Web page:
Late one Saturday afternoon, my family and I stopped at a local restaurant for lunch. As the waiter set crispy fries and thick burgers on our table, my husband glanced up and asked his name. Then he said, “We pray as a family before we eat. Is there something we can pray for you today?” Allen, whose name we now knew, looked at us with a mixture of surprise and anxiety. A short silence followed before he told us that he was sleeping on his friend’s couch each night, his car had just quit working, and he was broke.
As my husband quietly asked God to provide for Allen and show him His love, I thought about how our go-between prayer was similar to what happens when the Holy Spirit takes up our cause and connects us with God. In our moments of greatest need—when we realize we’re no match to handle life on our own, when we don’t know what to say to God, “The Spirit intercedes for God’s people” (Romans 8:27). What the Spirit says is a mystery, but we’re assured that it always fits with God’s will for our lives.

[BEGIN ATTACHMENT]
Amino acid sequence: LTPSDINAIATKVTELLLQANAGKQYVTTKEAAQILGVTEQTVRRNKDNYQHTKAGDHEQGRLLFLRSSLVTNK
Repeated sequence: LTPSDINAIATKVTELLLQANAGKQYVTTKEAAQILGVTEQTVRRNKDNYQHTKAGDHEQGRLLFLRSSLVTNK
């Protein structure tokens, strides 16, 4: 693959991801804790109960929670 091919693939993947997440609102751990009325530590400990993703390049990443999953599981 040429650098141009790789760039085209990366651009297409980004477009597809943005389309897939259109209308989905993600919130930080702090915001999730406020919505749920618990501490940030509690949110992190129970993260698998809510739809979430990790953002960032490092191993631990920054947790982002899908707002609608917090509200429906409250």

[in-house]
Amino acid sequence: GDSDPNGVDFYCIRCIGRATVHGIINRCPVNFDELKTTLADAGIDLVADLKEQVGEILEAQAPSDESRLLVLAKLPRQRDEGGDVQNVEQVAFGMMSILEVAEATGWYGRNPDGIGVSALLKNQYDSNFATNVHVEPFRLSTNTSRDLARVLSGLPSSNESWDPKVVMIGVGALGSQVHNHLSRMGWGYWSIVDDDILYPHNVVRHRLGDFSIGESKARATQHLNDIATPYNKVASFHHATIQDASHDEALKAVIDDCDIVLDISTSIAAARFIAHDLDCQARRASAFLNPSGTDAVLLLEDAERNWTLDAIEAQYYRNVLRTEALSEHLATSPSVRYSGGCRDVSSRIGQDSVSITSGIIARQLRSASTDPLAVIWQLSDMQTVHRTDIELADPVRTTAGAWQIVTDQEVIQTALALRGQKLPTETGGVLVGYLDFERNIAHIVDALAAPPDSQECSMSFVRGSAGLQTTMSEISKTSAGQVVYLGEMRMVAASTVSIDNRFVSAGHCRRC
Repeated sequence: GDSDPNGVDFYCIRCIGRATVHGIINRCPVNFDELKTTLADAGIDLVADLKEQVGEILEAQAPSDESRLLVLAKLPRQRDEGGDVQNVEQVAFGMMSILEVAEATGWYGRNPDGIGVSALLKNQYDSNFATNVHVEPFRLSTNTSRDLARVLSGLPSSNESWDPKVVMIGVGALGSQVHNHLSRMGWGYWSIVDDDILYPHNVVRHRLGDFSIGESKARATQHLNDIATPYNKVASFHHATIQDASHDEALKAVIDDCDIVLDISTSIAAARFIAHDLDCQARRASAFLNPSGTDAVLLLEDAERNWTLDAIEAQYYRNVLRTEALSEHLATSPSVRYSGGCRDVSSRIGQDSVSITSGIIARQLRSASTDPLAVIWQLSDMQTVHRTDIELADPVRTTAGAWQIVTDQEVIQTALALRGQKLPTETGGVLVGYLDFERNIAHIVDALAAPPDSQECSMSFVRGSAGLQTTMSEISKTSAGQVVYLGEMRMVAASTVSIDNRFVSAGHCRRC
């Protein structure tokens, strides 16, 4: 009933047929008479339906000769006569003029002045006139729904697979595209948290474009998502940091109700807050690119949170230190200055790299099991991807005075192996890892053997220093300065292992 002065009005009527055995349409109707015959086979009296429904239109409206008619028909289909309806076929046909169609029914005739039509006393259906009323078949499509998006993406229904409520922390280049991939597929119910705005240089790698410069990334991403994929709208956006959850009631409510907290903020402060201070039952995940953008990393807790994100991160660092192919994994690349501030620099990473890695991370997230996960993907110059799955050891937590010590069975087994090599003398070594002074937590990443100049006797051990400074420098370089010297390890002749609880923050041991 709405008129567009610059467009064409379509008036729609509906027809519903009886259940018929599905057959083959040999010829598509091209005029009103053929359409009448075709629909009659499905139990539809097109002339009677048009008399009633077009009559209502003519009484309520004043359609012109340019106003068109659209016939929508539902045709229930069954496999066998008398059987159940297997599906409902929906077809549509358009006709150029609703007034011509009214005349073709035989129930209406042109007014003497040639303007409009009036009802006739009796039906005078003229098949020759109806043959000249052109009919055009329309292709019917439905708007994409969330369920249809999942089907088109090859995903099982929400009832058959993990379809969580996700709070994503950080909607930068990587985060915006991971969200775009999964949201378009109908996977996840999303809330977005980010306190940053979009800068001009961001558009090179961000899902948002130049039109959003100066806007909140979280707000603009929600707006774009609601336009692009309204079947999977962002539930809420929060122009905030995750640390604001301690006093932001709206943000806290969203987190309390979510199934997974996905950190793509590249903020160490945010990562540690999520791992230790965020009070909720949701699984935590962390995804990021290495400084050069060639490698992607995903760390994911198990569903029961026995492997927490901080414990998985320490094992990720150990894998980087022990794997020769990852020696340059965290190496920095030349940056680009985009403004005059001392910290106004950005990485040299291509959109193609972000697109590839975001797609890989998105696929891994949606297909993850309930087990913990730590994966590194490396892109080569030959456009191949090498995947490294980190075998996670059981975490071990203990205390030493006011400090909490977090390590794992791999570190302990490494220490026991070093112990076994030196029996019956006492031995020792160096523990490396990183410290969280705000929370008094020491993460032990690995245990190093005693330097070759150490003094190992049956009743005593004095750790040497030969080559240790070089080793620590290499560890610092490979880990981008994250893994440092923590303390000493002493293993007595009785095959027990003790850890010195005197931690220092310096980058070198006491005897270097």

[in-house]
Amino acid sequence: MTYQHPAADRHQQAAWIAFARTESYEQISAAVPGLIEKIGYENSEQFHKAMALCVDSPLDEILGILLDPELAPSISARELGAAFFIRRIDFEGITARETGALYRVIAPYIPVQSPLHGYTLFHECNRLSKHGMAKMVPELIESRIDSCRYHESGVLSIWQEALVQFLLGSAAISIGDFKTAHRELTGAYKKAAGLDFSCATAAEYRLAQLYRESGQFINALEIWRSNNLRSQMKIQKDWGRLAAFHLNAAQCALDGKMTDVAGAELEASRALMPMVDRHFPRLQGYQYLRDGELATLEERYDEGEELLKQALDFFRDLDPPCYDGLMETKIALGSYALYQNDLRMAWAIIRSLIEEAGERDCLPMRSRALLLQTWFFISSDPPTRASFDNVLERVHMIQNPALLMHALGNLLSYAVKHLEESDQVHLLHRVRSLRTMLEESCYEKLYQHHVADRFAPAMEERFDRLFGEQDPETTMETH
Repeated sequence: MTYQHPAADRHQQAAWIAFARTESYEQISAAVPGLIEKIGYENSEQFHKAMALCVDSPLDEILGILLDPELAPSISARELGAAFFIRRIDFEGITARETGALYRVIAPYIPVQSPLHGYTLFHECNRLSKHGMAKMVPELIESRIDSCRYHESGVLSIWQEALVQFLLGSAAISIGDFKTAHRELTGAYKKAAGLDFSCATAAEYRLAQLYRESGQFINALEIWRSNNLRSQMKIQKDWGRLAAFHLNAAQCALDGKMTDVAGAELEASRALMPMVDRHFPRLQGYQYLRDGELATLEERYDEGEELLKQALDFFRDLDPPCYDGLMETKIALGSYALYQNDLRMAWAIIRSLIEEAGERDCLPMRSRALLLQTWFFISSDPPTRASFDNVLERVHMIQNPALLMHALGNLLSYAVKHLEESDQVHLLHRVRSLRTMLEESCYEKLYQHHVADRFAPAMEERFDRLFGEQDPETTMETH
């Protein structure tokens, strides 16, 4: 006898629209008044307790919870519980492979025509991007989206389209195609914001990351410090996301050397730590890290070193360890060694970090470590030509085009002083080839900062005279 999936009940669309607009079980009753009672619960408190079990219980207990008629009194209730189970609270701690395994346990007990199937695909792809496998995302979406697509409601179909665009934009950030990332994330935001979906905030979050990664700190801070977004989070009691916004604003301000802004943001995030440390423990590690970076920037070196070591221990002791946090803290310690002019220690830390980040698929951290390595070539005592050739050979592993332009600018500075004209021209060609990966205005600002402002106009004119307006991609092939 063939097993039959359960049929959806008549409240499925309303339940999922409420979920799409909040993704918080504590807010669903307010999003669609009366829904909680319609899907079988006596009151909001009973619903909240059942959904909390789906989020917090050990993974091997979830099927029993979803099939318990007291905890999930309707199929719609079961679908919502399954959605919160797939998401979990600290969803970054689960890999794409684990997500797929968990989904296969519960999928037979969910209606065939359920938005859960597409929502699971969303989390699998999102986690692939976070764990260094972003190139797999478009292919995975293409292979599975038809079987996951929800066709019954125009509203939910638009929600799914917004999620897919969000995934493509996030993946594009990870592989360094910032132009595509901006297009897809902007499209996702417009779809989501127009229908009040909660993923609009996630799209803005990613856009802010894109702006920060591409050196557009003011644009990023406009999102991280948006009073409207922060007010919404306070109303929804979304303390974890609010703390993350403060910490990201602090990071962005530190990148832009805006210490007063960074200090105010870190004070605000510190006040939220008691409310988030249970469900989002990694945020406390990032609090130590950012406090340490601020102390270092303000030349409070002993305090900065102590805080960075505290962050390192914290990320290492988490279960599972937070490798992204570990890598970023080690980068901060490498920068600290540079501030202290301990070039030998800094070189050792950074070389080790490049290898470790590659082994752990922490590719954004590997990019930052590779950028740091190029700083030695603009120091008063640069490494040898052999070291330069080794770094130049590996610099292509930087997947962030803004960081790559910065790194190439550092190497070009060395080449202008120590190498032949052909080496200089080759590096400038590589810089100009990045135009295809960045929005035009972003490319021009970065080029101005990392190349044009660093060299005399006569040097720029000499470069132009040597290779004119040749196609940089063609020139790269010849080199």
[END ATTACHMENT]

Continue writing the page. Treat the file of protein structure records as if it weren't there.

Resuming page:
The next time you pray for God’s guidance, provision, and protection in someone else’s life, let that act of kindness remind you that your spiritual needs are also being lifted to God who knows your name and cares about your problems.
The terminology Paul uses in Romans 8:31–35 are legal terms used in court. Words such as charge, justify, and condemn fit well into the passage where Paul discusses legalities, giving readers the image of a heavenly courtroom. Additionally, Paul explains that no one condemns believers in Christ (building on his statement in verse 1) because Jesus died for them and is now interceding on their behalf (v. 34). The word interceding has the idea of someone approaching a ruler in court on behalf of someone else, making petitions for them. It’s interesting to note that both Christ and the Holy Spirit do this for us (vv. 26–29, 34). Jesus, the one who could condemn believers, instead died and is now seated at the right hand of God on our behalf.